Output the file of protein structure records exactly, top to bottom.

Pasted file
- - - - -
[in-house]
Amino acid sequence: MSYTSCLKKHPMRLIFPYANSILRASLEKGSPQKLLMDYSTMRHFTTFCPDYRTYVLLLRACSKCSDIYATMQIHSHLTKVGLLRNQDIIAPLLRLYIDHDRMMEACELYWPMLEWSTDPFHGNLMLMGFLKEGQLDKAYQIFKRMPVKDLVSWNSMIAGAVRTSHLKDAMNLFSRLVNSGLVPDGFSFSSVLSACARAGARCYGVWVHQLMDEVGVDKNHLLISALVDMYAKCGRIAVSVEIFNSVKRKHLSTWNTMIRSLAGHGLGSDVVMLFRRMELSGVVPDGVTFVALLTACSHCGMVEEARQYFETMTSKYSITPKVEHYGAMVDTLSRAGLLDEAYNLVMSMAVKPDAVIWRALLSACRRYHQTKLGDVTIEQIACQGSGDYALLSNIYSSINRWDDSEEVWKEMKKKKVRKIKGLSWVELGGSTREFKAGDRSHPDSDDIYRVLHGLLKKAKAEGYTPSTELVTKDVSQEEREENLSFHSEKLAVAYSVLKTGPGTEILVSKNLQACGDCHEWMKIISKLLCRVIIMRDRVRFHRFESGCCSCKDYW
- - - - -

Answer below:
[in-house]
Amino acid sequence: MSYTSCLKKHPMRLIFPYANSILRASLEKGSPQKLLMDYSTMRHFTTFCPDYRTYVLLLRACSKCSDIYATMQIHSHLTKVGLLRNQDIIAPLLRLYIDHDRMMEACELYWPMLEWSTDPFHGNLMLMGFLKEGQLDKAYQIFKRMPVKDLVSWNSMIAGAVRTSHLKDAMNLFSRLVNSGLVPDGFSFSSVLSACARAGARCYGVWVHQLMDEVGVDKNHLLISALVDMYAKCGRIAVSVEIFNSVKRKHLSTWNTMIRSLAGHGLGSDVVMLFRRMELSGVVPDGVTFVALLTACSHCGMVEEARQYFETMTSKYSITPKVEHYGAMVDTLSRAGLLDEAYNLVMSMAVKPDAVIWRALLSACRRYHQTKLGDVTIEQIACQGSGDYALLSNIYSSINRWDDSEEVWKEMKKKKVRKIKGLSWVELGGSTREFKAGDRSHPDSDDIYRVLHGLLKKAKAEGYTPSTELVTKDVSQEEREENLSFHSEKLAVAYSVLKTGPGTEILVSKNLQACGDCHEWMKIISKLLCRVIIMRDRVRFHRFESGCCSCKDYW